Wednesday, January 20, 2010

seed stories part 2

Nine packets of seeds were going for 99 cents at the 99 Cent Store on Monday. My purpose was to buy insoles to use as guides for the soles of some crocheted slippers I want to make, but who can leave the store without seeing what's in each aisle?

Indeed, three cardboard racks of seed packets are blocking the hardware aisle. How could I not buy nine? In retrospect I wonder: could I have bought four or five for eleven cents each? Do I save more money by buying more, as the 99 Cent Store always seems to promise?

After laboriously selecting nine packets and queuing up at the cash register, I notice that I have a packet of bush lima beans. OOPS! All my beans must grow up the fence, so I go back and trade them for a second packet of lettuce.

I had thought I would not try any root vegetables this year, but eleven-cent radishes and carrots are just too tempting, along with two varieties of summer squash -- surely bigger bushes than the lima beans would have been. Maybe I can start a row along the north fence. Meanwhile, a scarlet runner bean has already sprouted from the seed I saved last fall. What will happen to the expensive rattlesnake bean seeds I bought in Solana Beach?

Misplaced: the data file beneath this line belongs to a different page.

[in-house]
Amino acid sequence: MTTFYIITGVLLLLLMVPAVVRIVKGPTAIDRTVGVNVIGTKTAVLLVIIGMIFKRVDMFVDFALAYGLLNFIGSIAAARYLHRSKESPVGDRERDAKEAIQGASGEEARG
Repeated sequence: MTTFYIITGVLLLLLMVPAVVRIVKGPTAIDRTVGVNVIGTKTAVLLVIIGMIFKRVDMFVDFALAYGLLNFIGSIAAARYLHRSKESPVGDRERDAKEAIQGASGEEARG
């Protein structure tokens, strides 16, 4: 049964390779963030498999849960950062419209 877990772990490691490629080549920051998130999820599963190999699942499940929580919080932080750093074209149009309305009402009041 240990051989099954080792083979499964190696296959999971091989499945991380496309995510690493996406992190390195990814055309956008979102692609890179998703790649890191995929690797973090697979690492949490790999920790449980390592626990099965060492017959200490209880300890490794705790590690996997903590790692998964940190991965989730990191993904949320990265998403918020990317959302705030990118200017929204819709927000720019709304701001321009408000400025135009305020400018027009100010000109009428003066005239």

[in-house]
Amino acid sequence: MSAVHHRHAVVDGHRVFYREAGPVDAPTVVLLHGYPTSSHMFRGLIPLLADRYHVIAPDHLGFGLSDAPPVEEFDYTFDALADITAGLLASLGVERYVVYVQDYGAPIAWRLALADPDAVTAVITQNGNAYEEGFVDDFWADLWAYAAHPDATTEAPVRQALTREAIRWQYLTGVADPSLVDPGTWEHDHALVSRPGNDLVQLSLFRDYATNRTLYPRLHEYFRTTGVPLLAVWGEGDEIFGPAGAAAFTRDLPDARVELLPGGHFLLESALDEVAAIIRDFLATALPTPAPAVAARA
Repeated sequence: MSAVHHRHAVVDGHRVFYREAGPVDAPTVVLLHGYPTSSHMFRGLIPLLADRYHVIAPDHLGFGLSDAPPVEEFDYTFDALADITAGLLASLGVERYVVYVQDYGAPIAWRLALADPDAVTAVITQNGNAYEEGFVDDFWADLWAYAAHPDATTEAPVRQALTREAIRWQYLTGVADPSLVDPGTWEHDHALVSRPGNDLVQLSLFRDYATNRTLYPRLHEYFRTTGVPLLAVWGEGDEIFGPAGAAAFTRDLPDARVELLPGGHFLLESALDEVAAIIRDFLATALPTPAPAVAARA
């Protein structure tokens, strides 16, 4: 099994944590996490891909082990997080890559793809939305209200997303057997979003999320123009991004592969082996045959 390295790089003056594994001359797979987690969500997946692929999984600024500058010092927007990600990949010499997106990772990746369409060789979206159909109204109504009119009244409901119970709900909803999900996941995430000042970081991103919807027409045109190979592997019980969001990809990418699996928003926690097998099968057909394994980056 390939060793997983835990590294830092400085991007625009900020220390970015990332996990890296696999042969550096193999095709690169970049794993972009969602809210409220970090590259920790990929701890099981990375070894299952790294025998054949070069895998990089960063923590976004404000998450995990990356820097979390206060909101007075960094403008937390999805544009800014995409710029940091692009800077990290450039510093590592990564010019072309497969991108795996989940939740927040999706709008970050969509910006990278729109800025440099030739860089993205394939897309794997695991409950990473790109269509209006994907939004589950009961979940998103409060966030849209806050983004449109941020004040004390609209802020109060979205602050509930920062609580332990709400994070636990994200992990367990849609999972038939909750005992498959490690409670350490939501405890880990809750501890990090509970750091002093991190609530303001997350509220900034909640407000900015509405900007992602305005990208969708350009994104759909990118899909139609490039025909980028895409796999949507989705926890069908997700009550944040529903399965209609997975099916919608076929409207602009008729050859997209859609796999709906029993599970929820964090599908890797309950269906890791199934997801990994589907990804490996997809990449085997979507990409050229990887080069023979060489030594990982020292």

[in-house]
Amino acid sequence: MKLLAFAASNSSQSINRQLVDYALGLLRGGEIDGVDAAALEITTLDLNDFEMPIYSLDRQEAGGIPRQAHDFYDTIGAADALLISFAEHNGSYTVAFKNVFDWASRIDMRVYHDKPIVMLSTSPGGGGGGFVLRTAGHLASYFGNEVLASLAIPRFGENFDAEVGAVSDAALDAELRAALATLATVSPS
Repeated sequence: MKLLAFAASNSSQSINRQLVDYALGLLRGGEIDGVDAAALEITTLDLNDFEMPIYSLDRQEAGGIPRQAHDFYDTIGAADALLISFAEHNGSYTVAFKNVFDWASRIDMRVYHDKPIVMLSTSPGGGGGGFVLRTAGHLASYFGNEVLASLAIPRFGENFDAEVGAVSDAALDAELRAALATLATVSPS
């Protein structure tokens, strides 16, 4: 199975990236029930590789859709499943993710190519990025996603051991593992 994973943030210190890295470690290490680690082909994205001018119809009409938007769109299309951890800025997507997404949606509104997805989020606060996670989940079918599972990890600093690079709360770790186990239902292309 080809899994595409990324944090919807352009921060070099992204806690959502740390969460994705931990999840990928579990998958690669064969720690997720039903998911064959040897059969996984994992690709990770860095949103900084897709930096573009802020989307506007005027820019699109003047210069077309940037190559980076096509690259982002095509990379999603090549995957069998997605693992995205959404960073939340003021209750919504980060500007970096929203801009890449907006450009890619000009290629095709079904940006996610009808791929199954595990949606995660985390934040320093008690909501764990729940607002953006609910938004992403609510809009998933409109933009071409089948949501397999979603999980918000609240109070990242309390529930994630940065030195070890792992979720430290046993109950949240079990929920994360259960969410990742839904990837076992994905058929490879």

Strawflower (helicrysum) seeds raise the most difficult questions. I've tried them unsuccessfully a couple of times, yet my mother, Charlotte, was proud to have grown multitudes of them one summer when I was in junior high. Maybe this will be the year of the strawflower for me, and maybe they will penetrate Charlotte's dementia as nasturtiums and violets do when I take them to her.

Seed-buying time is fraught with "visions and revisions," questions, maybes, gambles. Mostly, though, it's a time of hope, and nine for 99 cents is a good deal.

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POSToccupations by Frances Talbott-White is licensed under a Creative Commons Attribution-Noncommercial-No Derivative Works 3.0 United States License